Yesterday I reached two milestones in my marathon training. One, I completed my first full month of training and experienced improvement without injury. Two, I had my hardest workout of this training cycle: an extended (and brutal) run through a series of steep and long hills. The words ‘hill workout’ on a training plan can strike fear into the most motivated runner. Hills are a necessary evil for race training. Without them, you won’t develop the needed endurance or speed for your race; with them, you grow stronger and faster over time. If you find a runner who says, ‘I love hill workouts!’ please report this phenomenon to the American Psychiatric Association so they can include this condition in their next edition of the Diagnostic and Statistical Manual of Mental Disorders.
I began incorporating hill workouts a month ago, which may mean I’m not totally right in the head. I began with the shorter version of hill training sessions, working on speed more than endurance. Here was my first training goal for running hill sprints–surviving and not throwing up. Surviving + not throwing up = successful training session. I have not thrown up on a hill workout yet. I still have two months to go, so I’m not in the clear. I’ve noticed a gradual increase in strength and speed, so I’ve kept the hill workouts a weekly fixture on my training plan.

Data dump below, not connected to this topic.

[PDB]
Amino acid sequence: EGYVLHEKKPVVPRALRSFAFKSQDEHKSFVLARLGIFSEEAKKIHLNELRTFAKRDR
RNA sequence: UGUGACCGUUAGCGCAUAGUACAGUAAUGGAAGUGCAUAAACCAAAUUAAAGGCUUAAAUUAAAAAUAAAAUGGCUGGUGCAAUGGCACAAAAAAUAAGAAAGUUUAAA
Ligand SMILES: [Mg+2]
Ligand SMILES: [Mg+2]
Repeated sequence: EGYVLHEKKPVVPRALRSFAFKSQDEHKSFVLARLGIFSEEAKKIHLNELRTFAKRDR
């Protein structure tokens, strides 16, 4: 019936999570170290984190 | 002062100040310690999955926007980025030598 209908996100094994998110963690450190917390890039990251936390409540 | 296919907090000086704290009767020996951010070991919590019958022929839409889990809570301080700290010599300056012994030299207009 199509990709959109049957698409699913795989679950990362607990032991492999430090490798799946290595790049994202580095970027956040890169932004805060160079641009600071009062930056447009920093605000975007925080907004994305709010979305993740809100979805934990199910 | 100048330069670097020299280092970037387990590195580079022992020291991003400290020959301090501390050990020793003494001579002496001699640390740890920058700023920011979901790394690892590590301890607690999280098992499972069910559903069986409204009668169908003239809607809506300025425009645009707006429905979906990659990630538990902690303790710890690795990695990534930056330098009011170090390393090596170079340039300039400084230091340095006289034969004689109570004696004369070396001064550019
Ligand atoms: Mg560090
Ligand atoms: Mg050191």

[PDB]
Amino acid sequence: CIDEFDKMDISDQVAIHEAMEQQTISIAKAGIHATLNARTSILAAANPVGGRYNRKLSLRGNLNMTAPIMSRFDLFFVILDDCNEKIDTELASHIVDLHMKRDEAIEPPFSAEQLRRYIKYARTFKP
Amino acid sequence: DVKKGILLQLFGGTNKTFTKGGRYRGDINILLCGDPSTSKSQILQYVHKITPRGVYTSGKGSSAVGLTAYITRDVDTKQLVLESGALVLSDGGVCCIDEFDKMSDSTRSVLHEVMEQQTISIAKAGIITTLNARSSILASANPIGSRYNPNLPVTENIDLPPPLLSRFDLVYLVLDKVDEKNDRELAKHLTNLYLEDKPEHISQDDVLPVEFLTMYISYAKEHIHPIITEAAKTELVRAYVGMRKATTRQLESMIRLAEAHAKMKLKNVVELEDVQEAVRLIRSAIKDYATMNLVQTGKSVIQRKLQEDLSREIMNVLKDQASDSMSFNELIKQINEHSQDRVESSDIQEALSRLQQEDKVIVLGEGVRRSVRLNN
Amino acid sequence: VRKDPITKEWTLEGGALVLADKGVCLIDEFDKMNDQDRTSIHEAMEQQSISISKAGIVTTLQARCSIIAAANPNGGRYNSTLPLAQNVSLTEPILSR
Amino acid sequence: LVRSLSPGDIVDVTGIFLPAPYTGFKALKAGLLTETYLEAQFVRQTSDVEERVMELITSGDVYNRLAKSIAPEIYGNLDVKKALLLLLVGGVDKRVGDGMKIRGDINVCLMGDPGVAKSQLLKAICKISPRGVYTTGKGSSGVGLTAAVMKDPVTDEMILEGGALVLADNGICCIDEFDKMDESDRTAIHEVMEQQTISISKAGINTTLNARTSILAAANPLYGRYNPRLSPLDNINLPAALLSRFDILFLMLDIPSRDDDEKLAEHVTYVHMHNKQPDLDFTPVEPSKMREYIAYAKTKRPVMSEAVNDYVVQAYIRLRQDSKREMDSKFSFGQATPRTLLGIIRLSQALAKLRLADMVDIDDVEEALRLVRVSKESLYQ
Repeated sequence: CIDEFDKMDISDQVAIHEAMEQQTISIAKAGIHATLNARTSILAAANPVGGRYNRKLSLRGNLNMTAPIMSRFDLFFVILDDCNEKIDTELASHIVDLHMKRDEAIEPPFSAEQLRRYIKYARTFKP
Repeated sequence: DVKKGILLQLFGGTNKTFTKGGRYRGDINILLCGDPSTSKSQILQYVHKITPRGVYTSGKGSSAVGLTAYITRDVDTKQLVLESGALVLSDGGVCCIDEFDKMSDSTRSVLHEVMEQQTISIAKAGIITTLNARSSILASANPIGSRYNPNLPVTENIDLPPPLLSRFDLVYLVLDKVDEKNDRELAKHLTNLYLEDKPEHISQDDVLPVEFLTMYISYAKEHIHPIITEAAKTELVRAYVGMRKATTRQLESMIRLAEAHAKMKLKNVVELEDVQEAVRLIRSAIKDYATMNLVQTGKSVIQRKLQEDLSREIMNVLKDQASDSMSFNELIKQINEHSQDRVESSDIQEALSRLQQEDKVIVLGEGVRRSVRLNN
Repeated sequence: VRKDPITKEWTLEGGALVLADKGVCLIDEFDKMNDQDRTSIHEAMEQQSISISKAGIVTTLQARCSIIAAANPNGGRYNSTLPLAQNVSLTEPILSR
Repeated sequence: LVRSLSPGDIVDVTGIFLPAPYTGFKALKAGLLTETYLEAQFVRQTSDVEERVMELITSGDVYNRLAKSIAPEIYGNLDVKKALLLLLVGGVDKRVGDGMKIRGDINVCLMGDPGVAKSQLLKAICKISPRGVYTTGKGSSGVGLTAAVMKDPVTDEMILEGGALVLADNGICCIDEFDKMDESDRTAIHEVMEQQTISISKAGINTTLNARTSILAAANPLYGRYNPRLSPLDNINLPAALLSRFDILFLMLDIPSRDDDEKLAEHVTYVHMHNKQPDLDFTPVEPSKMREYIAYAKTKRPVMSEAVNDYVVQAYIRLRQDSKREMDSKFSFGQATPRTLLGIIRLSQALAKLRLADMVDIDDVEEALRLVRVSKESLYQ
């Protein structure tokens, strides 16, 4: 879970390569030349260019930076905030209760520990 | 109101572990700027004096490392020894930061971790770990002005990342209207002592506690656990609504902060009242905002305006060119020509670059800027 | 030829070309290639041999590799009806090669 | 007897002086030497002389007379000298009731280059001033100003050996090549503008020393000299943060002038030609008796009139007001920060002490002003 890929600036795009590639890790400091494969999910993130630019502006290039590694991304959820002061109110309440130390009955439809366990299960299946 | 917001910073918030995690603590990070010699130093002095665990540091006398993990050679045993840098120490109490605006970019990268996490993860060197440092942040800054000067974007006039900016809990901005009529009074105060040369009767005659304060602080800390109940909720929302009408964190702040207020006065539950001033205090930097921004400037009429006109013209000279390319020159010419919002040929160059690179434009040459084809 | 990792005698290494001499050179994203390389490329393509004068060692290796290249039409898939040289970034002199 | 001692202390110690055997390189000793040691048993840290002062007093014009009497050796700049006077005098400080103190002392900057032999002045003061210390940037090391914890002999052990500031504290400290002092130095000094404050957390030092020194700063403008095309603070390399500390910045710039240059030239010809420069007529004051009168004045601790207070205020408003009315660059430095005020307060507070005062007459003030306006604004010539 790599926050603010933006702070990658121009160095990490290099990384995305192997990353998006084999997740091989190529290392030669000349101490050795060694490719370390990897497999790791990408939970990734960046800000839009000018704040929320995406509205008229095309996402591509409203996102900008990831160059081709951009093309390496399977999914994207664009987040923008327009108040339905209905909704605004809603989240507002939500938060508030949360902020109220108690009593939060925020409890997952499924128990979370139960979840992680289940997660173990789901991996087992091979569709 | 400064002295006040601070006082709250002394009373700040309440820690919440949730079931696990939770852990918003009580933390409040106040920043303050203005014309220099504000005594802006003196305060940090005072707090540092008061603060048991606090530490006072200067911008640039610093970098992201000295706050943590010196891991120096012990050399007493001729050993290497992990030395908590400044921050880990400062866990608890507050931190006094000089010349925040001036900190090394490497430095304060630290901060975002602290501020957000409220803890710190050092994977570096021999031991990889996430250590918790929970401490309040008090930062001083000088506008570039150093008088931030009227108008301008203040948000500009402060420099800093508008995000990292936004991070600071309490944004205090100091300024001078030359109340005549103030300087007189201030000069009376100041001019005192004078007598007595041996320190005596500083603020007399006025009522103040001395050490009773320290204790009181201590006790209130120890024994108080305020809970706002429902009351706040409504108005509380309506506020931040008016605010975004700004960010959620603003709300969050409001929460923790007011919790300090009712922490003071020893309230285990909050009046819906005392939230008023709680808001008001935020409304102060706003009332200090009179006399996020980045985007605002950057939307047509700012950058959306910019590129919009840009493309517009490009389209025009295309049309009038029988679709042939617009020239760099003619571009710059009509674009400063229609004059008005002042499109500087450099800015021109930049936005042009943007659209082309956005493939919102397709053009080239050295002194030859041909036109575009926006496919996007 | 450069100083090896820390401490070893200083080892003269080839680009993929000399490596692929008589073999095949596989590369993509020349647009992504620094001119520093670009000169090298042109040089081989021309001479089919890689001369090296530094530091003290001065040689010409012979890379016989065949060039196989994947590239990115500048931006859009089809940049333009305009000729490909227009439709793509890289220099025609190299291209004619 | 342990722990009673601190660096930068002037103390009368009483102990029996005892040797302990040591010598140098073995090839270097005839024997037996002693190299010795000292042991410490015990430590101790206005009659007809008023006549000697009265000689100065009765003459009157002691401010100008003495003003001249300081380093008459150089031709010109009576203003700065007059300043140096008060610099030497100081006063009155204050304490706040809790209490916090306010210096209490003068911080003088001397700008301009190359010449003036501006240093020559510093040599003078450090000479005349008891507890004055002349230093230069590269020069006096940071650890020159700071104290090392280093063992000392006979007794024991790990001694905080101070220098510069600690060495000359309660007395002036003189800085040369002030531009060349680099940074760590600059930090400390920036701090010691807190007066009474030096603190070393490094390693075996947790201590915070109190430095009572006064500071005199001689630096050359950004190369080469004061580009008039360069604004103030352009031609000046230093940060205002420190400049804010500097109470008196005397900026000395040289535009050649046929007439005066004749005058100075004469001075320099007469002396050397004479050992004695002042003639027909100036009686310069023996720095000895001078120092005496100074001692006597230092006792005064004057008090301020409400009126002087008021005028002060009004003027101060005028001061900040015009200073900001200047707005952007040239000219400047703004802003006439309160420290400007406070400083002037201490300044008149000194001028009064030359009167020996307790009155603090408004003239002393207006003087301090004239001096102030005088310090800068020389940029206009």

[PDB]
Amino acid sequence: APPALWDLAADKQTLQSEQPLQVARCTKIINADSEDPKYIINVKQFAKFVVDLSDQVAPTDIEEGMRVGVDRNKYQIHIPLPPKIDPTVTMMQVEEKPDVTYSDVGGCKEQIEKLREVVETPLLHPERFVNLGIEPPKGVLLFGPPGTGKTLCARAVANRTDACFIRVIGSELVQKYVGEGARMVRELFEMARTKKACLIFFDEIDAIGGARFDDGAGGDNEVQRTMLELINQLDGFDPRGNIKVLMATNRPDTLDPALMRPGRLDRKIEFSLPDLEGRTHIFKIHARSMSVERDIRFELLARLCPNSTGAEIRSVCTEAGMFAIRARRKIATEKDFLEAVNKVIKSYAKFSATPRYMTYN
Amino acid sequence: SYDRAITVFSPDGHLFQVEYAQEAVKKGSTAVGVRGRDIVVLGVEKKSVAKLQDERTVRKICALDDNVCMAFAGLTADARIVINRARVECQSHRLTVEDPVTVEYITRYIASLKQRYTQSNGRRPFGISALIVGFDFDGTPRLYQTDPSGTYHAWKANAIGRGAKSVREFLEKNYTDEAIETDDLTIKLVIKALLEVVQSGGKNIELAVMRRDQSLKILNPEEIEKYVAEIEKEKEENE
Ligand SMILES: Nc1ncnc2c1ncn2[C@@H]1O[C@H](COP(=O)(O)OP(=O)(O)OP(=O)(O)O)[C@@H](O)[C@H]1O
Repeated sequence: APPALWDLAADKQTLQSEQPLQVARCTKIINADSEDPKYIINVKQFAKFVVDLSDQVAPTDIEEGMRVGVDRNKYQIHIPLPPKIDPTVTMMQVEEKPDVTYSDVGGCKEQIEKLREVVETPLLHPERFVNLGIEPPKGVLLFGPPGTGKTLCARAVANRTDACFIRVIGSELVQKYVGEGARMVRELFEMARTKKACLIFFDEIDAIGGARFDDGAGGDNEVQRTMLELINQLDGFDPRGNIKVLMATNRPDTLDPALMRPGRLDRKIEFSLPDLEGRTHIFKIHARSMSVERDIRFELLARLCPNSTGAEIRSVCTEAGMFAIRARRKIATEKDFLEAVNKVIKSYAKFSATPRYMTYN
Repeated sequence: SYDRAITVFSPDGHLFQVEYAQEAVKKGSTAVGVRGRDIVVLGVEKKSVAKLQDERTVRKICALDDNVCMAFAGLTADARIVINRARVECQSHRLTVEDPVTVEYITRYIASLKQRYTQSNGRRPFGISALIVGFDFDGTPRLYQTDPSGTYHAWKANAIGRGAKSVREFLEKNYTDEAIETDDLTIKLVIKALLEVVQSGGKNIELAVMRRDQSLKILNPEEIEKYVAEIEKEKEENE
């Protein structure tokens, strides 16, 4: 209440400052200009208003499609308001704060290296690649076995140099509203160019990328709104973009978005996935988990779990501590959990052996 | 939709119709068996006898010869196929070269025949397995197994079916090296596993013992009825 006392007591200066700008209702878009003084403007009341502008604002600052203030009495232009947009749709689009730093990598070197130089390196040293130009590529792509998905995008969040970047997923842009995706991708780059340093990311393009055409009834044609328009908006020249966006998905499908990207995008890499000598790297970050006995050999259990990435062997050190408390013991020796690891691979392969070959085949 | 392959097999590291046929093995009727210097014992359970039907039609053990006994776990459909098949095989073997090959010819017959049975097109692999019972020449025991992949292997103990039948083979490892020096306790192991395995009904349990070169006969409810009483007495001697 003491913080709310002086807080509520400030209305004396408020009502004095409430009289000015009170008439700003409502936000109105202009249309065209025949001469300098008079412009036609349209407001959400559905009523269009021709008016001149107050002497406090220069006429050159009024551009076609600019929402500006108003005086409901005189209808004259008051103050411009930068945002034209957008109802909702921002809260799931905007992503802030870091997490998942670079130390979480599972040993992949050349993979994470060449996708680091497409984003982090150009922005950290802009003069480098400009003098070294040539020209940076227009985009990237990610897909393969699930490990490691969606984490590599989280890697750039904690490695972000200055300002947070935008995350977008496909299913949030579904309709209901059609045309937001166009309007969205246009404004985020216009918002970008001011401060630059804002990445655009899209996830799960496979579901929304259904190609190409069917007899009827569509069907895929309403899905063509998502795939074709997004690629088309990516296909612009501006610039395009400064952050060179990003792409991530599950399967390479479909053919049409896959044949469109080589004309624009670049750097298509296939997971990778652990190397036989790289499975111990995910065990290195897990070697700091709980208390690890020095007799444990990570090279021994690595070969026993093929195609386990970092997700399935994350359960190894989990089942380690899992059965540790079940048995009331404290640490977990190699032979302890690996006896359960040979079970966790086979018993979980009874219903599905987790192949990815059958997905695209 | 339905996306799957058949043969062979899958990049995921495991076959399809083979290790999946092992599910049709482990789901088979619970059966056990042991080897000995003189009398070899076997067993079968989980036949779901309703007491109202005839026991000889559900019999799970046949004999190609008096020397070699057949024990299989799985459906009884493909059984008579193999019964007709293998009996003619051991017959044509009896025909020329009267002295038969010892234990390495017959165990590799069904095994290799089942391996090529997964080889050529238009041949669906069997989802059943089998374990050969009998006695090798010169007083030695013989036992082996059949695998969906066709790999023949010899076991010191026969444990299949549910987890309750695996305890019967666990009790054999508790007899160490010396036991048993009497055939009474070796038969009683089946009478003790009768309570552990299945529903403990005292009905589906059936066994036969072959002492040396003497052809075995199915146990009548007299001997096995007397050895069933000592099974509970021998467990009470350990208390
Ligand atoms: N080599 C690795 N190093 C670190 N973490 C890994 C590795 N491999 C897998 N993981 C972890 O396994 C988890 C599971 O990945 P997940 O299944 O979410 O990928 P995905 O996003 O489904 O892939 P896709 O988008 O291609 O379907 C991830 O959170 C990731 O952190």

But yesterday I took an entirely different approach to hill training. I opted for a longer run instead of the sprint workout, searching for the longest and steepest hills near my house. Veterans of the Knoxville Marathon have warned me that you have to be ready for some considerable elevation gain on race day. Not wanting to face exhaustion on the hills during the race (or vomiting in public), I set off for an intense course to acclimate my body to the next level of intensity I could endure.
A Test of Peak Intensity
The first few hills weren’t so bad. It was the last few hills that humbled me. It’s so much harder to summon enough willpower and ascend steep hills when your legs feel like an inferno. If my illiotibial (IT) band could curse, it would have strung a series of expletives at me for two miles straight. It wasn’t a dangerous or unwise training run, just peak intensity for my current conditioning. But I didn’t throw up and survived the run. Again: surviving + not vomiting = successful training run.
Usually I take one day off after a hard workout or a long run. This workout requires more than one day. The Recovery Advisor on my Garmin watch told me I needed 72 hours of rest, which I’ll take–gladly and with carbohydrates. The Garmin message just as well could have said, ‘You’re an idiot and not as strong as you think.’ It didn’t have to. My quads and hamstrings sent the message clearly enough.
A Miniature Theology of Hills
Terrain and landscape are stock metaphors in the Bible for the spiritual life. Psalm 23 speaks of ‘the valley of the shadow of death.’ Psalm 121 is a journeying prayer, spoken on an ascending road. The psalmist asks for help given the portending danger of the hills ahead: ‘I lift up my eyes to the hills. From where does my help come? My help comes from the LORD, who made heaven and earth. He will not let your foot be moved; he who keeps you will not slumber’ (Psalm 121.1–3, ESV).